• Note Tabs – Allows to open several notes at once in tabs and pin them. This helps to keep both the primary note and the referred notes open.

How to use Joplin as a Zettelkasten tool

Now that we installed the required plugins (Quick Links, Automatic Backlinks to note, Link Graph UI) and some additional helpful plugins, we can play around with these new options. But first, let’s change some settings:

1) Go to Tools / Options / Graph UI.

2) Change the following settings:

  • Size of the node label font = 12
  • Distance between nodes = 50
  • Include note back-links for selected note = Selected
  • Show note link direction arrows = Selected

3) Click Apply + Back.

Now let us start with some examples.

First I create 3 notes:

Now we can link Note 2 from Note 1 by using “@@”. This opens a pop-up list from where you can select the to-be-referenced note. When selected, It looks like this:

Now we see the hyperlink to Note 2 and we see that the Note Graph has been updated and shows the relation between the two notes.

When we click on Note 2, we see the following:

In Note 2 you see that a backlink is automatically generated. Also in the Note Graph, we see that there is a link from Note 1 to Note 2, from the Note 2 perspective it is a backlink. Because of the extra settings we did, you see clearly what way the link is pointing to and if it is a normal link (normal line) or a backlink (dotted line).

Now let us create a link from Note 1 to Note 3. Next, we can create a new link from Note 1 to a new Note 4 via the following steps:

1) Type “This is a link to Note 4”.

2) Select the text “Note 4”.

3) Click in the note menu on the icon showing a square with an arrow going out (function: Link to corresponding note. Creates it if needed.). Now a new link to a new note will be created. The new note will be called Note 4. Notice that this creates a two-way link. if you don’t want that, you can remove the link from Note 4.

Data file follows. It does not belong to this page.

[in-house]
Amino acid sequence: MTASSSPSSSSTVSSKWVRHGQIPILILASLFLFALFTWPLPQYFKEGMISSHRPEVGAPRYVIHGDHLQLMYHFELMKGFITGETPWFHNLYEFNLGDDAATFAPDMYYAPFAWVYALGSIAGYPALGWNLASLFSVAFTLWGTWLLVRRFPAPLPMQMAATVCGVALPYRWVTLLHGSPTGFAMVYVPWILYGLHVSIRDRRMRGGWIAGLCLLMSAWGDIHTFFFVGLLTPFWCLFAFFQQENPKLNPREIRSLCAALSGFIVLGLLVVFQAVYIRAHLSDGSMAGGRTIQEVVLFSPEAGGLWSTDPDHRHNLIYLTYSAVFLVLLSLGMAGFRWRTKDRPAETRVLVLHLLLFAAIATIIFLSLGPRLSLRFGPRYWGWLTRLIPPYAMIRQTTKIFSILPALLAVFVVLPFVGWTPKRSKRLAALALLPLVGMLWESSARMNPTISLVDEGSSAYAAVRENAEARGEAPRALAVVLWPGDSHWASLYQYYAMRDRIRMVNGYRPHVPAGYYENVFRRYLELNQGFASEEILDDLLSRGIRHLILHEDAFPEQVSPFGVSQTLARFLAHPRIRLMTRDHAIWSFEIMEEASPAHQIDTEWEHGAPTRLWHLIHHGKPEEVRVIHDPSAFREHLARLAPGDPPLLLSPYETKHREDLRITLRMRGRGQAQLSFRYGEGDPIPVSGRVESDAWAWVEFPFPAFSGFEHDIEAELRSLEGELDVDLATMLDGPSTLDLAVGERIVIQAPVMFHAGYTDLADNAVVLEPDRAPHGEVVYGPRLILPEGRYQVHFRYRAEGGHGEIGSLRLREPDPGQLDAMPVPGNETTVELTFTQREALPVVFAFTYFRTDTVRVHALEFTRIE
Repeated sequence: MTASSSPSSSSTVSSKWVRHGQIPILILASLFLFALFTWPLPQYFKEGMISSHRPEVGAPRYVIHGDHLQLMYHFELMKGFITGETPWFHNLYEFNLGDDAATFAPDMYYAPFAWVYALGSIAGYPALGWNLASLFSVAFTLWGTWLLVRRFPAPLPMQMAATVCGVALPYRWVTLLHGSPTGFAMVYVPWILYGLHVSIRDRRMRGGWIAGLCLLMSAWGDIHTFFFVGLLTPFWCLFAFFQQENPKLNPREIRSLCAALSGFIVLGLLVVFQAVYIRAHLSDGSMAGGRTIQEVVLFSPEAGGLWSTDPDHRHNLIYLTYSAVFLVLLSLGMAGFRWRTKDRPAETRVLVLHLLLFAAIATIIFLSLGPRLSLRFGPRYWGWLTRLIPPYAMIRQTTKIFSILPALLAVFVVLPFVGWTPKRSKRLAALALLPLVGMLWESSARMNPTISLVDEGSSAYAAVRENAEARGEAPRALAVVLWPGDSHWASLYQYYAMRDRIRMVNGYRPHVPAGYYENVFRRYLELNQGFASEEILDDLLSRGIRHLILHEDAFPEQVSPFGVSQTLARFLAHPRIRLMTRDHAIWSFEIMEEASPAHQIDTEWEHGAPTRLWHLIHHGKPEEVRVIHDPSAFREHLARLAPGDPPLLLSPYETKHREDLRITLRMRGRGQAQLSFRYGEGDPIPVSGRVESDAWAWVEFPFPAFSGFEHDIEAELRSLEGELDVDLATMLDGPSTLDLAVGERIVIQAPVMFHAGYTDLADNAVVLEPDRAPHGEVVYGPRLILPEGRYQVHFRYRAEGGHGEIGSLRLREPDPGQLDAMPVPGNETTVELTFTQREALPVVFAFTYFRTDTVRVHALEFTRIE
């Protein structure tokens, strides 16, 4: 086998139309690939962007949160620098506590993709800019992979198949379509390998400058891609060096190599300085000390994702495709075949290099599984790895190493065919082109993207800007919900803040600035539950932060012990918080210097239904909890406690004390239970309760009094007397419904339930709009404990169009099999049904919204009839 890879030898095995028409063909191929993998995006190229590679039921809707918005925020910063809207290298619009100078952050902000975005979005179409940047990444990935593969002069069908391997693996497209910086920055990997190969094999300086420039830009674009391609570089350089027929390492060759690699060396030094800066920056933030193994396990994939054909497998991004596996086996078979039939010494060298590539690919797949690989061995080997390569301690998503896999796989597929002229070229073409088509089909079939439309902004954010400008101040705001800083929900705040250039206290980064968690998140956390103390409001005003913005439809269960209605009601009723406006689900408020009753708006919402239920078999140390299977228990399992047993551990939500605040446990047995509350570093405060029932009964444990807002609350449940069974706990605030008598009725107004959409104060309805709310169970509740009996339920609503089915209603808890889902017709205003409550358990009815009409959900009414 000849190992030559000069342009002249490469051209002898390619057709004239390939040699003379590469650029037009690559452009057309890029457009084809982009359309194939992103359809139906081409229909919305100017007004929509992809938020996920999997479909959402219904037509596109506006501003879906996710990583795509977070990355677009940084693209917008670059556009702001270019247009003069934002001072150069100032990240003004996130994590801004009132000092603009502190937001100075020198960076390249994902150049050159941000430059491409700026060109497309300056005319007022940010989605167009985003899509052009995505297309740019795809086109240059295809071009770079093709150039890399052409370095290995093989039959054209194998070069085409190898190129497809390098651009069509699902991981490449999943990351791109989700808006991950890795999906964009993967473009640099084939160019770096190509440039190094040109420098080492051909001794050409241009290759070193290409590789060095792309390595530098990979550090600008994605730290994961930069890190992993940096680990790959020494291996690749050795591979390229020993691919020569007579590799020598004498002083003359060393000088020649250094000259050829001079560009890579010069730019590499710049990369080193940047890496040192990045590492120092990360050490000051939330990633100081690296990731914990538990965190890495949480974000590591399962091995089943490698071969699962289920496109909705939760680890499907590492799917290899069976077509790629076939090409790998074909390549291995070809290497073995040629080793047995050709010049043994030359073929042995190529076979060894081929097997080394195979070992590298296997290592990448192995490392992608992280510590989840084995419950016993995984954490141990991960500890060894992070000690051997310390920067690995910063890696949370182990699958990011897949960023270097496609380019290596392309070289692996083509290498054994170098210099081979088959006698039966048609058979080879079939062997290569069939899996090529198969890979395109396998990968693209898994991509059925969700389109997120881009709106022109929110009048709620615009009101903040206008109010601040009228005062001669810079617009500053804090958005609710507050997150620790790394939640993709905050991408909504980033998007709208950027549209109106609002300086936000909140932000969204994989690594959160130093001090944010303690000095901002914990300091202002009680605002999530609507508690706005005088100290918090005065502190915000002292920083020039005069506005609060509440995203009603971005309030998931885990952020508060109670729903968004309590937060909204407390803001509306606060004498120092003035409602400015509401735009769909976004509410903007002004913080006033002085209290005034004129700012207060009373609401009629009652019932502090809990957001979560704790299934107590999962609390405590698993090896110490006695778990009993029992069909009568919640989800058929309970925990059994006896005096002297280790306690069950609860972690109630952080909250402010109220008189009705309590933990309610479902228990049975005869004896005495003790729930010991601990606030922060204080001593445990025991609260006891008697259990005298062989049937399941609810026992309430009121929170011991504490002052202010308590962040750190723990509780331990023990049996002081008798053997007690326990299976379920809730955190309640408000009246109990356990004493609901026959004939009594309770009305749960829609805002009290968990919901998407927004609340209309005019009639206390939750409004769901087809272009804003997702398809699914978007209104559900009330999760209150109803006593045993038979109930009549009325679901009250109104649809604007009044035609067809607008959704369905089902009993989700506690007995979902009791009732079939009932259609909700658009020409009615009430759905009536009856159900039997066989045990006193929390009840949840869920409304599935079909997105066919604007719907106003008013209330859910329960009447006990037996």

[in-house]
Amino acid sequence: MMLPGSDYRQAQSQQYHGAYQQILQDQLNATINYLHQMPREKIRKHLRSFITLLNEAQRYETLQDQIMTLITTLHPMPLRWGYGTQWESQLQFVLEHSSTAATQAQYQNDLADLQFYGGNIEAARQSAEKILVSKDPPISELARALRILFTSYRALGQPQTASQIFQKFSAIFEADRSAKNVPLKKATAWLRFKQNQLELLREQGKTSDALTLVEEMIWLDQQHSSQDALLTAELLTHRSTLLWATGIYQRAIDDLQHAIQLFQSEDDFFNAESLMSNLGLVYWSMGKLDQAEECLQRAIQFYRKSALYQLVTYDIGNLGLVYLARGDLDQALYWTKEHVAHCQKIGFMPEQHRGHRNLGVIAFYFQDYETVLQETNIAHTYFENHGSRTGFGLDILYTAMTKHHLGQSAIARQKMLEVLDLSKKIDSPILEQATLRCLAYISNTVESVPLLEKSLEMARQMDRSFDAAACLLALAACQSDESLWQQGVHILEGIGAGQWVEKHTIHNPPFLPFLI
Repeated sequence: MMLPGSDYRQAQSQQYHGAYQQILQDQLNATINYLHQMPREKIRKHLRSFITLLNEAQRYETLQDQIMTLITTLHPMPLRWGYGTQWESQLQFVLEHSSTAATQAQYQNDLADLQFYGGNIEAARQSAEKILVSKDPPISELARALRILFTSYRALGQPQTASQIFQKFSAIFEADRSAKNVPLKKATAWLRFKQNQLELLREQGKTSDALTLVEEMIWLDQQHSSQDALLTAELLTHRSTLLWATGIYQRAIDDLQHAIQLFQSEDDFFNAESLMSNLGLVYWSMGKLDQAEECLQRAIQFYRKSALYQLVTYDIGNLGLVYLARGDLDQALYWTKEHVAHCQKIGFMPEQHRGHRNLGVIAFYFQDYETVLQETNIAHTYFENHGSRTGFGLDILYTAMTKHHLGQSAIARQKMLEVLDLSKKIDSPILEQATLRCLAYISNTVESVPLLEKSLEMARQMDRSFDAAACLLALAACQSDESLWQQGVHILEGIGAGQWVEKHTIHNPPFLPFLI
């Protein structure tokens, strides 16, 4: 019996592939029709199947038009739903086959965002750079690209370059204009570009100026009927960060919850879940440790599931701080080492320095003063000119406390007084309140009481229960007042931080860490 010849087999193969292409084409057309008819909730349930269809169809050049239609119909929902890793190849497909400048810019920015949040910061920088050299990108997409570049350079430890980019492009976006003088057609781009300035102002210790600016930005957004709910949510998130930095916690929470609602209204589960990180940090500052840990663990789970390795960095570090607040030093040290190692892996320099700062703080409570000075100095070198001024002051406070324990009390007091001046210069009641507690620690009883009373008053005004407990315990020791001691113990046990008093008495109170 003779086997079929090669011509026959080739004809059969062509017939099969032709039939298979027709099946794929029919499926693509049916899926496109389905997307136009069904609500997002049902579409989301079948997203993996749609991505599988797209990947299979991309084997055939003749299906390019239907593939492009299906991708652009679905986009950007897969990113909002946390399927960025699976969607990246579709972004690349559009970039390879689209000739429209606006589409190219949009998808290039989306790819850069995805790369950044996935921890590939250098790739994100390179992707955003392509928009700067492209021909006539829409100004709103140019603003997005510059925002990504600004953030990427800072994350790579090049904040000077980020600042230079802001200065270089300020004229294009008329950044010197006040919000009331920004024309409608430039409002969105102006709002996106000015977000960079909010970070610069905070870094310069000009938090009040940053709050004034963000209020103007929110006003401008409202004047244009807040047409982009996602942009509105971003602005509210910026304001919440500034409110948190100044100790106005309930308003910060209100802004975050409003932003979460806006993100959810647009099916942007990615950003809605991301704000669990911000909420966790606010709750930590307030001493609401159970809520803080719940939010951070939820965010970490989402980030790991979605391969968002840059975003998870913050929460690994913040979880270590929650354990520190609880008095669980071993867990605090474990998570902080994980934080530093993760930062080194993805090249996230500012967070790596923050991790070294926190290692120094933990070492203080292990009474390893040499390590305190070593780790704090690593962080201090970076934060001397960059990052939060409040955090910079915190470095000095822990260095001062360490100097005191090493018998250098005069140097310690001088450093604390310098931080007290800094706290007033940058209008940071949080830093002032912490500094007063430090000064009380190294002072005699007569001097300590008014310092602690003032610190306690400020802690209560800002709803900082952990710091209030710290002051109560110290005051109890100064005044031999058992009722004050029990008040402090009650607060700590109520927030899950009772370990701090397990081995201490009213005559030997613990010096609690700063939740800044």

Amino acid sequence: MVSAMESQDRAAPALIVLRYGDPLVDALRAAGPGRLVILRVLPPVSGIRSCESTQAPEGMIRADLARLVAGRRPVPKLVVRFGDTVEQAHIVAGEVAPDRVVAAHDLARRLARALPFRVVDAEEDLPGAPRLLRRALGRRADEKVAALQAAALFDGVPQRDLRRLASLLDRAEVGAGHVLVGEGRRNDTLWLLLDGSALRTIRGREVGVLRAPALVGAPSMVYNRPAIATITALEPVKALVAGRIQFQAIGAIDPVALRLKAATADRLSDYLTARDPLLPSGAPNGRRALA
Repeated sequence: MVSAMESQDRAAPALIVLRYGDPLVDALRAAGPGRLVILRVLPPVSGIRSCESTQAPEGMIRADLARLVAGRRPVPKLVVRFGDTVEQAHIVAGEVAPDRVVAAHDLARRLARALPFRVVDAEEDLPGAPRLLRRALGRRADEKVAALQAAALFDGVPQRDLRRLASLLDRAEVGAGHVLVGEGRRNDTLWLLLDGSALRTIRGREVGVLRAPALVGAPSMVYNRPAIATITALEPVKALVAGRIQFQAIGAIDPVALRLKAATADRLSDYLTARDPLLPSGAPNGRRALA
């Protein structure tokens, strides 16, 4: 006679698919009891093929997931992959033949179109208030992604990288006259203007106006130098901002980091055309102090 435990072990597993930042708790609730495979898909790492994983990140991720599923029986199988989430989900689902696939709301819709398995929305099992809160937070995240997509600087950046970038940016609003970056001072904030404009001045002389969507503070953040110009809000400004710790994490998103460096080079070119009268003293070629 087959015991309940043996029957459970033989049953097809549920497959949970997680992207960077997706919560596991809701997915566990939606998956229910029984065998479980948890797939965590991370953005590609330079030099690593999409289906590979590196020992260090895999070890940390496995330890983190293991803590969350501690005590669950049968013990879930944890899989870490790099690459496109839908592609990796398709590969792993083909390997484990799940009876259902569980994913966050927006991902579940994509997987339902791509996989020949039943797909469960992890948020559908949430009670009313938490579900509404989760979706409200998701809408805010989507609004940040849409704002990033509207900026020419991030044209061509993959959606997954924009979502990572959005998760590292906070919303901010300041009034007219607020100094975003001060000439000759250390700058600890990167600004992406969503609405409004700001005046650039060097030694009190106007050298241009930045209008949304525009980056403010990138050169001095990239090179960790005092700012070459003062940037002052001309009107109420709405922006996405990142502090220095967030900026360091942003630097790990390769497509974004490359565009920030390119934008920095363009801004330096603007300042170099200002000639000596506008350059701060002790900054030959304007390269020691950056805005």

And that is basically it! Now you can build up a complex network of interlinked knowledge blocks that makes your knowledge gathering and knowledge using more effective. Succes1

Final words

In this article, I have tried to explain as simply as possible how you can add Zettelkasten functionality to Joplin. As already indicated, a tool like Roam or Obsidian has more to offer in this area. Still, for those who already use Joplin a lot, this is in my opinion a very valuable addition. In this article, I have only broadly explained the background of Zettelkasten as a method. In future articles, I will go deeper into Zettelkasten and I will also pay attention to other software.

About John Been

Hi there! My name is John Been. At the moment I work as a senior solution engineer for a large financial institution, but in my free time, I am the owner of,, and author of my first book "Linux for the rest of us". I have a broad insight and user experience in everything related to information technology and I believe I can communicate about it with some fun and knowledge and skills.